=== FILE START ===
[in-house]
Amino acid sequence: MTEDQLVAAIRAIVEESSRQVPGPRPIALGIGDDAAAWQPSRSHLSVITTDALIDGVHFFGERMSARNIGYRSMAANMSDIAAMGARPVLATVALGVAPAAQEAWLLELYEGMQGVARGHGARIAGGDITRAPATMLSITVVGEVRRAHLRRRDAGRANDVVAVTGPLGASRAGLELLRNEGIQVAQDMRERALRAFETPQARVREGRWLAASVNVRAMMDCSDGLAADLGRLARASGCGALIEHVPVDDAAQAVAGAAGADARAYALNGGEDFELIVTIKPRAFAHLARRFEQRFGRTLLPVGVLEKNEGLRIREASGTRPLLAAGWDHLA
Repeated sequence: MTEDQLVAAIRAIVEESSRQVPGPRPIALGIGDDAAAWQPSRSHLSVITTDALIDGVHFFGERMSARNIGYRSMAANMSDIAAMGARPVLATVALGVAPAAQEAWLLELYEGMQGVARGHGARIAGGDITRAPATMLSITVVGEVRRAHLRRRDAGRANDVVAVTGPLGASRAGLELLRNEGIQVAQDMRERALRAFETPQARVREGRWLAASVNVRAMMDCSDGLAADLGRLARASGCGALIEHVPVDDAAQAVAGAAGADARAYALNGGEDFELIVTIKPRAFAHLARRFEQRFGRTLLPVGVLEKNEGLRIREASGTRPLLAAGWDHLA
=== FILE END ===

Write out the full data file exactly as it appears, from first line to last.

[in-house]
Amino acid sequence: MTEDQLVAAIRAIVEESSRQVPGPRPIALGIGDDAAAWQPSRSHLSVITTDALIDGVHFFGERMSARNIGYRSMAANMSDIAAMGARPVLATVALGVAPAAQEAWLLELYEGMQGVARGHGARIAGGDITRAPATMLSITVVGEVRRAHLRRRDAGRANDVVAVTGPLGASRAGLELLRNEGIQVAQDMRERALRAFETPQARVREGRWLAASVNVRAMMDCSDGLAADLGRLARASGCGALIEHVPVDDAAQAVAGAAGADARAYALNGGEDFELIVTIKPRAFAHLARRFEQRFGRTLLPVGVLEKNEGLRIREASGTRPLLAAGWDHLA
Repeated sequence: MTEDQLVAAIRAIVEESSRQVPGPRPIALGIGDDAAAWQPSRSHLSVITTDALIDGVHFFGERMSARNIGYRSMAANMSDIAAMGARPVLATVALGVAPAAQEAWLLELYEGMQGVARGHGARIAGGDITRAPATMLSITVVGEVRRAHLRRRDAGRANDVVAVTGPLGASRAGLELLRNEGIQVAQDMRERALRAFETPQARVREGRWLAASVNVRAMMDCSDGLAADLGRLARASGCGALIEHVPVDDAAQAVAGAAGADARAYALNGGEDFELIVTIKPRAFAHLARRFEQRFGRTLLPVGVLEKNEGLRIREASGTRPLLAAGWDHLA